A couple of years ago the Agile Software movement was starting to take shape. I heard about it back then, but didn't pay it much attention. I even attended a presentation put on by one of my clients where they tried to convince their NY office to adopt the processes described by Extreme Programming (XP). At that time I didn't have much of an opinion about XP, but I did know that it would be a hard political battle to convince the powers that be that this was worthy of their time.
But the more I read about the agile software processes, the more I became interested in them. There are apparently sub-processes that fall in to the agile software development category. Namely, Extreme Programming (XP), SCRUM, Crystal, and FDD. I've only really read about XP and there certainly could be others that I have yet to hear about.
One of XP's suggestions is the concept of pair programming. That basically means having two programmers in front of one computer. Each programmer takes turns programming while the other provides "support" services. I haven't read enough to know what this second programmer is supposed to do, but in my mind it's moot. I think it's moot because he political battle required to convince management that two programmers should only have one computer is one that I doubt I'd win.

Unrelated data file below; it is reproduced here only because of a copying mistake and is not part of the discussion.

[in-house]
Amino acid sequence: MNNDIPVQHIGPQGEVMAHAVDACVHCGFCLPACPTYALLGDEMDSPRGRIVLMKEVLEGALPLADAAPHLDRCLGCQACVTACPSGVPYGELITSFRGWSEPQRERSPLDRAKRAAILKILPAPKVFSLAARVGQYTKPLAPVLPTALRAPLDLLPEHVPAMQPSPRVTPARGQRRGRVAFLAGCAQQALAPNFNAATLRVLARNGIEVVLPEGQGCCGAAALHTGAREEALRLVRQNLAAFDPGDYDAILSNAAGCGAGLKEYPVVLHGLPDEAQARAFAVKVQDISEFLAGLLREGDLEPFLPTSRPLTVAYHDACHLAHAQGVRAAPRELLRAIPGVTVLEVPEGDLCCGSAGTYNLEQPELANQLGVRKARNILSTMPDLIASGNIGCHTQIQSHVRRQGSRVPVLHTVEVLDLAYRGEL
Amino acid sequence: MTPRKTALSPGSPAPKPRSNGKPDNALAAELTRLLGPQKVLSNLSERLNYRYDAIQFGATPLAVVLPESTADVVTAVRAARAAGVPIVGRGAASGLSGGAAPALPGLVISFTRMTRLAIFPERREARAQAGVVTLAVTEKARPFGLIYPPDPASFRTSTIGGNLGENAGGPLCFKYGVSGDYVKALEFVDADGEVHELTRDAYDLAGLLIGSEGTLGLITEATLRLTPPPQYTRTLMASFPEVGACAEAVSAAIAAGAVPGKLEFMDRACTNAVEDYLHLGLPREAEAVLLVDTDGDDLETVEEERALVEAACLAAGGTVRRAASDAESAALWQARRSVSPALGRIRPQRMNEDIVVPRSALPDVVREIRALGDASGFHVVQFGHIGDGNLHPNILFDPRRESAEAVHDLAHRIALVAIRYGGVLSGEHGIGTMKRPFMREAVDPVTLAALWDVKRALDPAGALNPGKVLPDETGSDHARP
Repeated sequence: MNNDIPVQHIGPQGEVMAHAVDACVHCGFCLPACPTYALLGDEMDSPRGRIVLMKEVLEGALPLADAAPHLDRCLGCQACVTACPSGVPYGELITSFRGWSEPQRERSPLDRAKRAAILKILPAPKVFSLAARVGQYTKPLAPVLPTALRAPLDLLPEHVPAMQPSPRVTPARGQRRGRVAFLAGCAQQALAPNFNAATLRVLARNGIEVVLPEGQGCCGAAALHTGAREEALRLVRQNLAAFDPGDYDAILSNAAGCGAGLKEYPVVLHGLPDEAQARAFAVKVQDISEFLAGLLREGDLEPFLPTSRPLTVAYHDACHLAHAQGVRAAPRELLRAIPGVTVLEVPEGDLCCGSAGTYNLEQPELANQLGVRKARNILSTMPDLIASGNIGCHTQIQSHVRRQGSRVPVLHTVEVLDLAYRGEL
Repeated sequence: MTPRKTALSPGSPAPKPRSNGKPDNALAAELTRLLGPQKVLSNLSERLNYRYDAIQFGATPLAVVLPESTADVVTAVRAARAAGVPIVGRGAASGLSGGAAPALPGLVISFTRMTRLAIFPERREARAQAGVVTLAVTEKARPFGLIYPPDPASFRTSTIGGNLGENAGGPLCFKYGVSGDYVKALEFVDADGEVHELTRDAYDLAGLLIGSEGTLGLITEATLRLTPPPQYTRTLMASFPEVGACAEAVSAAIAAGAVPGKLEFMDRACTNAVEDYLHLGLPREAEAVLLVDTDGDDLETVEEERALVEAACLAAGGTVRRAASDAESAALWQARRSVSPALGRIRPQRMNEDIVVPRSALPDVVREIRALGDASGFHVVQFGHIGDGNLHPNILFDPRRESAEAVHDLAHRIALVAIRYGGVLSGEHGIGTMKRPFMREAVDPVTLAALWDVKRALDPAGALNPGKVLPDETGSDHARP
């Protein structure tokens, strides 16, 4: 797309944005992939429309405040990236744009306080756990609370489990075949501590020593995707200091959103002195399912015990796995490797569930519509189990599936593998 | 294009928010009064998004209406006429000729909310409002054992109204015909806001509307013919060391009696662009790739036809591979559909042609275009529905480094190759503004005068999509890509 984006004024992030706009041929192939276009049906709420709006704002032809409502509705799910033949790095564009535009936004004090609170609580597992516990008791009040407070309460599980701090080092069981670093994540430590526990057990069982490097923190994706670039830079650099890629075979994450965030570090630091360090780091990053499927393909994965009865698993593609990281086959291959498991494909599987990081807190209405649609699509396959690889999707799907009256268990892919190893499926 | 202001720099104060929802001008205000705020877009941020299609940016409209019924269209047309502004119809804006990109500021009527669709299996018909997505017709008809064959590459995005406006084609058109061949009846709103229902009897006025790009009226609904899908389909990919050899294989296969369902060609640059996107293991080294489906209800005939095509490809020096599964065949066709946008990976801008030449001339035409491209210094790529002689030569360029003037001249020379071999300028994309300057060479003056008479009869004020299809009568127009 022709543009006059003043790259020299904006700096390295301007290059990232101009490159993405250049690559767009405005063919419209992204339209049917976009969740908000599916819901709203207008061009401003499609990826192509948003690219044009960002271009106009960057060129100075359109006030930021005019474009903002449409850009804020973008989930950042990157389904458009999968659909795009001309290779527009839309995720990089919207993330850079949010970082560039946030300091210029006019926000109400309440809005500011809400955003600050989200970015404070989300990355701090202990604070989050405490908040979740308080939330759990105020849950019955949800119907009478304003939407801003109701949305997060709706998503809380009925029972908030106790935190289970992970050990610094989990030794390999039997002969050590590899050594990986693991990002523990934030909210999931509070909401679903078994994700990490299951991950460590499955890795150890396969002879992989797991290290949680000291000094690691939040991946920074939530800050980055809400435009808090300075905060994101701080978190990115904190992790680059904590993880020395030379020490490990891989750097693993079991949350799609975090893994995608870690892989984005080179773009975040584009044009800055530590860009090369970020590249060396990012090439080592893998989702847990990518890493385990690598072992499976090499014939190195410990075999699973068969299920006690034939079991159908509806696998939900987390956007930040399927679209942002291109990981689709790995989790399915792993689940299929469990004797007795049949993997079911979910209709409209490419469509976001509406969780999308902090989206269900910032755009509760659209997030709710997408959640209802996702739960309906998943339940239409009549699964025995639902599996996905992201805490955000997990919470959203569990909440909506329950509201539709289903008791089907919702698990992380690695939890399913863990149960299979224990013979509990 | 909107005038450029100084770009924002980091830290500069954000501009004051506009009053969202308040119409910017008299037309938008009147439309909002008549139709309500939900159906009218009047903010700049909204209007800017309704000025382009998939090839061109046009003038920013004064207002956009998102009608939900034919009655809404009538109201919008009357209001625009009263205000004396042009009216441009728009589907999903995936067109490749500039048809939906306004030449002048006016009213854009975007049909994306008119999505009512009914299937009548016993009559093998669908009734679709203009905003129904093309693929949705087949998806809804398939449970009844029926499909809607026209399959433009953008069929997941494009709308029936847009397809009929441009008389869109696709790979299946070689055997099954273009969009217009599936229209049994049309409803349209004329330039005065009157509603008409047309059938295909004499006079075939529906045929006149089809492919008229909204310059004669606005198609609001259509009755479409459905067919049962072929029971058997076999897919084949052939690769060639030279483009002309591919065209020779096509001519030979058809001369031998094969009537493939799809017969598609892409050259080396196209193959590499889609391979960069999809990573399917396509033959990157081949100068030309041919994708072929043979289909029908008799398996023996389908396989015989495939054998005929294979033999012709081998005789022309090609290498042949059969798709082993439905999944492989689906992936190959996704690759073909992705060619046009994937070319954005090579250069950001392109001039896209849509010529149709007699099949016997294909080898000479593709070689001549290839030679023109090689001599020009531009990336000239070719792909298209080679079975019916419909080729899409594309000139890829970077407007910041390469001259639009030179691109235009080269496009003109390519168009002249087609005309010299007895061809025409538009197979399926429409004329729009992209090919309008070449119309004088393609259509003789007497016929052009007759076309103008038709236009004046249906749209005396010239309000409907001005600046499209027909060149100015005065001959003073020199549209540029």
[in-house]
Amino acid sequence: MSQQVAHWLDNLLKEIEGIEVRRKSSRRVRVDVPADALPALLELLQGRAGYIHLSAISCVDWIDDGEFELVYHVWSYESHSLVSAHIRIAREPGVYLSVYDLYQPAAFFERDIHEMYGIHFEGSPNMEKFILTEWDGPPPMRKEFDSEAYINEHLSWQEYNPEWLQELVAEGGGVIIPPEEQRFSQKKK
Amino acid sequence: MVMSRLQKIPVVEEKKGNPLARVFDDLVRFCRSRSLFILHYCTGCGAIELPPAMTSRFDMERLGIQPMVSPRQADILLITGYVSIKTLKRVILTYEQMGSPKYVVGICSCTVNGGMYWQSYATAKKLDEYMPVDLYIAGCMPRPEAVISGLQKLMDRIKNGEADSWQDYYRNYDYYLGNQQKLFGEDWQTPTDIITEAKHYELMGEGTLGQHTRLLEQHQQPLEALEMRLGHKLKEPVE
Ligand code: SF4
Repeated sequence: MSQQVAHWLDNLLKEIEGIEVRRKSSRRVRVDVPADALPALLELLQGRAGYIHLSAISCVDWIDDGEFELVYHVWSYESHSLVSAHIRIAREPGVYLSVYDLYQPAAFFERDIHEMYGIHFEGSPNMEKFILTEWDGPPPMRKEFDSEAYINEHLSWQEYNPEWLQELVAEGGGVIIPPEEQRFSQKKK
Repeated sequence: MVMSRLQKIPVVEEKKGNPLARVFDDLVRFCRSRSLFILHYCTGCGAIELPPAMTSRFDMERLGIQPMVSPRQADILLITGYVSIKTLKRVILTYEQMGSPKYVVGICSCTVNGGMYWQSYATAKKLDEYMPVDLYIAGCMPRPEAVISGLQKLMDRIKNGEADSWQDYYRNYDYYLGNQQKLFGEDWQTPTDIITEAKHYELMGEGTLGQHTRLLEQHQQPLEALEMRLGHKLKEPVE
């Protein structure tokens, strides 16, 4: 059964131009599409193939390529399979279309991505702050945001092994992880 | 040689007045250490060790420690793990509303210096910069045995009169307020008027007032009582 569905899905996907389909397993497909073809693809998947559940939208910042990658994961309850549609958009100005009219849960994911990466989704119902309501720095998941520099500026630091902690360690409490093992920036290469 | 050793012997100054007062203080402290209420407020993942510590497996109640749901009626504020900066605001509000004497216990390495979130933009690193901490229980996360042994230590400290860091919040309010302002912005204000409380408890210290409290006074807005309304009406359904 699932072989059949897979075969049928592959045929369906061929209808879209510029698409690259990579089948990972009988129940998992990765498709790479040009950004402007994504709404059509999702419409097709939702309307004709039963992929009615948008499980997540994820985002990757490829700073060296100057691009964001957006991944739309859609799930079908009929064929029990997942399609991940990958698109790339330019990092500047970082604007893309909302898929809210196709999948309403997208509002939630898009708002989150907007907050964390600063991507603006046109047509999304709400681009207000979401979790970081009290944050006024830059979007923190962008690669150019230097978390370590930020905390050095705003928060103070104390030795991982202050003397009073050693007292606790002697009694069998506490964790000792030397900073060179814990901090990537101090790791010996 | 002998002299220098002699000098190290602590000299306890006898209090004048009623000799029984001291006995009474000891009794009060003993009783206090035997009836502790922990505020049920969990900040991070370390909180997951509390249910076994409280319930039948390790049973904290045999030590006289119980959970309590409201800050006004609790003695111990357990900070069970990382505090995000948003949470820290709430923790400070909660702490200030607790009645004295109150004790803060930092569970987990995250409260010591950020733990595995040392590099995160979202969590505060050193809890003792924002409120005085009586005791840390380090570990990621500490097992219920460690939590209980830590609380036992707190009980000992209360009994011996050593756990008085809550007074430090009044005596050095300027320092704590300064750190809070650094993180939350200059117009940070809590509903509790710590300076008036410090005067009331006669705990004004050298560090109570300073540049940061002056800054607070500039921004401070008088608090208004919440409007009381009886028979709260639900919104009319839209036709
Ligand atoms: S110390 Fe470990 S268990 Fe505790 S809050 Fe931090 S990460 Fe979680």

But I'm still interested in the other aspects of agile programming. Of particular interest is the notion that requirements changes should be welcomed even late in the development cycle. This implies that there isn't an artificial requirements freeze date which means everyone can take advantage of the learning that happens only after the actual coding has begun. Any methodology that can inherently deal with constantly changing requirements warrants a close look.
Here's a link to the full Agile Manifesto.